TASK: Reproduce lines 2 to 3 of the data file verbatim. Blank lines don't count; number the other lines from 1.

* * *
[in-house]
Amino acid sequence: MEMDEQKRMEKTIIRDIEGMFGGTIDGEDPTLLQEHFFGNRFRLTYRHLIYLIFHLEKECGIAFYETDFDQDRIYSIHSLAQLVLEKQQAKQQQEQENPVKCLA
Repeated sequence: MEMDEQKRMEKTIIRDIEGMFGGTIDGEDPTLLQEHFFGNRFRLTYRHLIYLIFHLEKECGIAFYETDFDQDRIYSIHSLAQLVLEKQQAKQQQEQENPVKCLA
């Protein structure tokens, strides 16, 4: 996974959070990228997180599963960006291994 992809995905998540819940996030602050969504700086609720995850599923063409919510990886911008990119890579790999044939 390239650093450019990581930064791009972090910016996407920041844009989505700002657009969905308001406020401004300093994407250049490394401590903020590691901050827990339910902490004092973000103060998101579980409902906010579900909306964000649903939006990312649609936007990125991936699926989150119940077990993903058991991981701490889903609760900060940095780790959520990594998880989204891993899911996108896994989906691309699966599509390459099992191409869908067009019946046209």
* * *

Amino acid sequence: MEMDEQKRMEKTIIRDIEGMFGGTIDGEDPTLLQEHFFGNRFRLTYRHLIYLIFHLEKECGIAFYETDFDQDRIYSIHSLAQLVLEKQQAKQQQEQENPVKCLA
Repeated sequence: MEMDEQKRMEKTIIRDIEGMFGGTIDGEDPTLLQEHFFGNRFRLTYRHLIYLIFHLEKECGIAFYETDFDQDRIYSIHSLAQLVLEKQQAKQQQEQENPVKCLA